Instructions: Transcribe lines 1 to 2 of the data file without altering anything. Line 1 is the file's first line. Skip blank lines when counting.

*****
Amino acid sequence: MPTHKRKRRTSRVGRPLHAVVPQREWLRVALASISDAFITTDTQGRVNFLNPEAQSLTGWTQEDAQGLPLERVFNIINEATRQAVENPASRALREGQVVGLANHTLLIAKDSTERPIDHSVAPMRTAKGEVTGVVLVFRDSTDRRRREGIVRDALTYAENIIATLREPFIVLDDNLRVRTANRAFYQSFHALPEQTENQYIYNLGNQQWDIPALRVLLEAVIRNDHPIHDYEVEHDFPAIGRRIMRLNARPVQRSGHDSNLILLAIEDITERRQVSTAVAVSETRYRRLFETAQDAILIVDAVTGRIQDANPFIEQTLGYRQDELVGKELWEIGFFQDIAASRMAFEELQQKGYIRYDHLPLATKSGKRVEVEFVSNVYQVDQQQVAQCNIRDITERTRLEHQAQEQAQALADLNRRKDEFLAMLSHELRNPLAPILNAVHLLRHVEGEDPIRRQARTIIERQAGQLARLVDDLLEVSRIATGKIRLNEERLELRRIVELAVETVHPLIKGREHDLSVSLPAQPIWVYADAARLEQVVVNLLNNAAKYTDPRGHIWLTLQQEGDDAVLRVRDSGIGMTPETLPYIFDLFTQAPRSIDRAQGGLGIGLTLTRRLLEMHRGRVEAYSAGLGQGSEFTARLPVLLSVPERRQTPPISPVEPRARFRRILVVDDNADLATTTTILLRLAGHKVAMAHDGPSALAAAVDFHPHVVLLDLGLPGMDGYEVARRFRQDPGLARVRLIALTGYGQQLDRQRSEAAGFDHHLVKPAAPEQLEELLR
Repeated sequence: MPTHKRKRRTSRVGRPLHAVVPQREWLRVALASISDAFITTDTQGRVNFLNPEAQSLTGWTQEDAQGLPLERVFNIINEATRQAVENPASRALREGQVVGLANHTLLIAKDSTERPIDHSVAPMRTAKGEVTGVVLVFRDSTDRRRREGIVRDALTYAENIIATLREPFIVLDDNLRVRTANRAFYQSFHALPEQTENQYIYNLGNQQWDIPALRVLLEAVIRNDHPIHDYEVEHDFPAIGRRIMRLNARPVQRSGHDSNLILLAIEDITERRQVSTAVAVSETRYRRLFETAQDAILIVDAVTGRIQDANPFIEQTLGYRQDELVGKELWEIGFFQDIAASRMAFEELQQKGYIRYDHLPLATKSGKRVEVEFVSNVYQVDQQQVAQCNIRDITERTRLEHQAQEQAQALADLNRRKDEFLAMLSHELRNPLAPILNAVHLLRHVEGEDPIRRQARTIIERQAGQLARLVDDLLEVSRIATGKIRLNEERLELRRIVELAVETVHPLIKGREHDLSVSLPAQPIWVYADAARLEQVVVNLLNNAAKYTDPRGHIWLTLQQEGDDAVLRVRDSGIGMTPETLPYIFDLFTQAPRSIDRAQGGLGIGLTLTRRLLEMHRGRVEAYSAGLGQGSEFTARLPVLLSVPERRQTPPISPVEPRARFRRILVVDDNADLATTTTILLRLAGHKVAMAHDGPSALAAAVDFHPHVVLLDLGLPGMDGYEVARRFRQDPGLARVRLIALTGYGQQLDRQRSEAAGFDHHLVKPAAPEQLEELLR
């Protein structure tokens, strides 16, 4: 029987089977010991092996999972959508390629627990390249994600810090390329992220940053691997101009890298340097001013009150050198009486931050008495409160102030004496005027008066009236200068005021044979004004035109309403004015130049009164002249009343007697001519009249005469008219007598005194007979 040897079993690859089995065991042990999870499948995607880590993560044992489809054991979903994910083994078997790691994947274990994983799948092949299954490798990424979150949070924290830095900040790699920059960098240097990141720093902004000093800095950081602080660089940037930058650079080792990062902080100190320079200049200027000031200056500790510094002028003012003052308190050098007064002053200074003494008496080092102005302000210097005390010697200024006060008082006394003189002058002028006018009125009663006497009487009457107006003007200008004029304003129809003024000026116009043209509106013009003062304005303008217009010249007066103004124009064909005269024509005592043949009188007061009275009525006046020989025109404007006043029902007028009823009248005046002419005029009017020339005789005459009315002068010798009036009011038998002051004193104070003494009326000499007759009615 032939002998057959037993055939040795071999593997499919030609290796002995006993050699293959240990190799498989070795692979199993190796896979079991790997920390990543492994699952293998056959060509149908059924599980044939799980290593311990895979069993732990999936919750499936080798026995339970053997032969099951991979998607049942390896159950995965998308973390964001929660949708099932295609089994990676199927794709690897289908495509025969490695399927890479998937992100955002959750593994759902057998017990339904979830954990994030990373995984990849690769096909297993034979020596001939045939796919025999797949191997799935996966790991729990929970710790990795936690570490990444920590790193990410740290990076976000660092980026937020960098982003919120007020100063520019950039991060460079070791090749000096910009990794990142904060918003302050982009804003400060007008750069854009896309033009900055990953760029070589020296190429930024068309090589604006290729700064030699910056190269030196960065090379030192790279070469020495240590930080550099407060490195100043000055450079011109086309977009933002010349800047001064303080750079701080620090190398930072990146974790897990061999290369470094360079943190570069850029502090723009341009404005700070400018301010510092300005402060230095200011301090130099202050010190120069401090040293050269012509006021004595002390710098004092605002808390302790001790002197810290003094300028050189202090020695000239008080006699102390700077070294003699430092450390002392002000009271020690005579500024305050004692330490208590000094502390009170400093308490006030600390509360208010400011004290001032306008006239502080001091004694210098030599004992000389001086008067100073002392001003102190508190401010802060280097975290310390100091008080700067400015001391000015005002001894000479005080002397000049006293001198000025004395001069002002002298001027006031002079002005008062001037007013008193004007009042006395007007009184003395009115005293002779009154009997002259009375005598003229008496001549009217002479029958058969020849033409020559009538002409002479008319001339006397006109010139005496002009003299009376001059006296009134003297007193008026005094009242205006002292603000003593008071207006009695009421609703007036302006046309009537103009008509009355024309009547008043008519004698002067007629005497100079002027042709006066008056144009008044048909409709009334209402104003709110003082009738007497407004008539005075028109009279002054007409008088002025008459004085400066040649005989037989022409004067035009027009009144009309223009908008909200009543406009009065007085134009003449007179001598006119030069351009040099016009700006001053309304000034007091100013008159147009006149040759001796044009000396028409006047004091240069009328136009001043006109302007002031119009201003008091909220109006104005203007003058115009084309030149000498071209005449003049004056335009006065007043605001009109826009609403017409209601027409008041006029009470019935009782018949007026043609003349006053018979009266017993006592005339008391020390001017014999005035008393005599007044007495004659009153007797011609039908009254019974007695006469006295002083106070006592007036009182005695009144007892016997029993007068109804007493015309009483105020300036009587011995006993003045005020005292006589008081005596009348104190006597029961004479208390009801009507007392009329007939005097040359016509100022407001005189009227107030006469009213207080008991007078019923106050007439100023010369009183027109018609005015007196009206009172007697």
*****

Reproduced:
Amino acid sequence: MPTHKRKRRTSRVGRPLHAVVPQREWLRVALASISDAFITTDTQGRVNFLNPEAQSLTGWTQEDAQGLPLERVFNIINEATRQAVENPASRALREGQVVGLANHTLLIAKDSTERPIDHSVAPMRTAKGEVTGVVLVFRDSTDRRRREGIVRDALTYAENIIATLREPFIVLDDNLRVRTANRAFYQSFHALPEQTENQYIYNLGNQQWDIPALRVLLEAVIRNDHPIHDYEVEHDFPAIGRRIMRLNARPVQRSGHDSNLILLAIEDITERRQVSTAVAVSETRYRRLFETAQDAILIVDAVTGRIQDANPFIEQTLGYRQDELVGKELWEIGFFQDIAASRMAFEELQQKGYIRYDHLPLATKSGKRVEVEFVSNVYQVDQQQVAQCNIRDITERTRLEHQAQEQAQALADLNRRKDEFLAMLSHELRNPLAPILNAVHLLRHVEGEDPIRRQARTIIERQAGQLARLVDDLLEVSRIATGKIRLNEERLELRRIVELAVETVHPLIKGREHDLSVSLPAQPIWVYADAARLEQVVVNLLNNAAKYTDPRGHIWLTLQQEGDDAVLRVRDSGIGMTPETLPYIFDLFTQAPRSIDRAQGGLGIGLTLTRRLLEMHRGRVEAYSAGLGQGSEFTARLPVLLSVPERRQTPPISPVEPRARFRRILVVDDNADLATTTTILLRLAGHKVAMAHDGPSALAAAVDFHPHVVLLDLGLPGMDGYEVARRFRQDPGLARVRLIALTGYGQQLDRQRSEAAGFDHHLVKPAAPEQLEELLR
Repeated sequence: MPTHKRKRRTSRVGRPLHAVVPQREWLRVALASISDAFITTDTQGRVNFLNPEAQSLTGWTQEDAQGLPLERVFNIINEATRQAVENPASRALREGQVVGLANHTLLIAKDSTERPIDHSVAPMRTAKGEVTGVVLVFRDSTDRRRREGIVRDALTYAENIIATLREPFIVLDDNLRVRTANRAFYQSFHALPEQTENQYIYNLGNQQWDIPALRVLLEAVIRNDHPIHDYEVEHDFPAIGRRIMRLNARPVQRSGHDSNLILLAIEDITERRQVSTAVAVSETRYRRLFETAQDAILIVDAVTGRIQDANPFIEQTLGYRQDELVGKELWEIGFFQDIAASRMAFEELQQKGYIRYDHLPLATKSGKRVEVEFVSNVYQVDQQQVAQCNIRDITERTRLEHQAQEQAQALADLNRRKDEFLAMLSHELRNPLAPILNAVHLLRHVEGEDPIRRQARTIIERQAGQLARLVDDLLEVSRIATGKIRLNEERLELRRIVELAVETVHPLIKGREHDLSVSLPAQPIWVYADAARLEQVVVNLLNNAAKYTDPRGHIWLTLQQEGDDAVLRVRDSGIGMTPETLPYIFDLFTQAPRSIDRAQGGLGIGLTLTRRLLEMHRGRVEAYSAGLGQGSEFTARLPVLLSVPERRQTPPISPVEPRARFRRILVVDDNADLATTTTILLRLAGHKVAMAHDGPSALAAAVDFHPHVVLLDLGLPGMDGYEVARRFRQDPGLARVRLIALTGYGQQLDRQRSEAAGFDHHLVKPAAPEQLEELLR